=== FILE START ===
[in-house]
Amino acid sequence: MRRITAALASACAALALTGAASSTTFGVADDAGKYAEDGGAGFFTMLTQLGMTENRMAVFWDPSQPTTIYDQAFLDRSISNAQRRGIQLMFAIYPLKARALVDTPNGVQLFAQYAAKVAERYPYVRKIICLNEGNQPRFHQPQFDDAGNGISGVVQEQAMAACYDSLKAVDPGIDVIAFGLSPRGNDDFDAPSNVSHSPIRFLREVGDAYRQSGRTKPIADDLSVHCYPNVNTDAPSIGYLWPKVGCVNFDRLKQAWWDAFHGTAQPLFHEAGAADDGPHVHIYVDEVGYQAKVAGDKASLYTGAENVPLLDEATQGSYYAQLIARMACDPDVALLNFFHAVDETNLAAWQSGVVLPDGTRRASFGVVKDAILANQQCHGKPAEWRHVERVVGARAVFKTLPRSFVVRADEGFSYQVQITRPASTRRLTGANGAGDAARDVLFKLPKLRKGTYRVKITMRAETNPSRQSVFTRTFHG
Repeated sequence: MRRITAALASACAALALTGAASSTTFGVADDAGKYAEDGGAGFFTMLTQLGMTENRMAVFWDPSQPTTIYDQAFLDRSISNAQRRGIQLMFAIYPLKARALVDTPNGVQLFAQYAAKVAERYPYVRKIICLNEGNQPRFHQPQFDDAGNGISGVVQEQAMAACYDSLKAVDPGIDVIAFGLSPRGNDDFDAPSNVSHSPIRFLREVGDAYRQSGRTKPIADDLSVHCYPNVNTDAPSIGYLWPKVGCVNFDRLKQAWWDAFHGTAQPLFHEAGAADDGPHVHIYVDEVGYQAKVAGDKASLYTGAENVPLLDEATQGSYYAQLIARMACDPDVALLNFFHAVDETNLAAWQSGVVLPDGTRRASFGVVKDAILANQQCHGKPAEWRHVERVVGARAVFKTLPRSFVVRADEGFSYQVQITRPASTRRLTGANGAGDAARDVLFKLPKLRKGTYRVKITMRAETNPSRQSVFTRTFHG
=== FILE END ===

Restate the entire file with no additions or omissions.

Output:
[in-house]
Amino acid sequence: MRRITAALASACAALALTGAASSTTFGVADDAGKYAEDGGAGFFTMLTQLGMTENRMAVFWDPSQPTTIYDQAFLDRSISNAQRRGIQLMFAIYPLKARALVDTPNGVQLFAQYAAKVAERYPYVRKIICLNEGNQPRFHQPQFDDAGNGISGVVQEQAMAACYDSLKAVDPGIDVIAFGLSPRGNDDFDAPSNVSHSPIRFLREVGDAYRQSGRTKPIADDLSVHCYPNVNTDAPSIGYLWPKVGCVNFDRLKQAWWDAFHGTAQPLFHEAGAADDGPHVHIYVDEVGYQAKVAGDKASLYTGAENVPLLDEATQGSYYAQLIARMACDPDVALLNFFHAVDETNLAAWQSGVVLPDGTRRASFGVVKDAILANQQCHGKPAEWRHVERVVGARAVFKTLPRSFVVRADEGFSYQVQITRPASTRRLTGANGAGDAARDVLFKLPKLRKGTYRVKITMRAETNPSRQSVFTRTFHG
Repeated sequence: MRRITAALASACAALALTGAASSTTFGVADDAGKYAEDGGAGFFTMLTQLGMTENRMAVFWDPSQPTTIYDQAFLDRSISNAQRRGIQLMFAIYPLKARALVDTPNGVQLFAQYAAKVAERYPYVRKIICLNEGNQPRFHQPQFDDAGNGISGVVQEQAMAACYDSLKAVDPGIDVIAFGLSPRGNDDFDAPSNVSHSPIRFLREVGDAYRQSGRTKPIADDLSVHCYPNVNTDAPSIGYLWPKVGCVNFDRLKQAWWDAFHGTAQPLFHEAGAADDGPHVHIYVDEVGYQAKVAGDKASLYTGAENVPLLDEATQGSYYAQLIARMACDPDVALLNFFHAVDETNLAAWQSGVVLPDGTRRASFGVVKDAILANQQCHGKPAEWRHVERVVGARAVFKTLPRSFVVRADEGFSYQVQITRPASTRRLTGANGAGDAARDVLFKLPKLRKGTYRVKITMRAETNPSRQSVFTRTFHG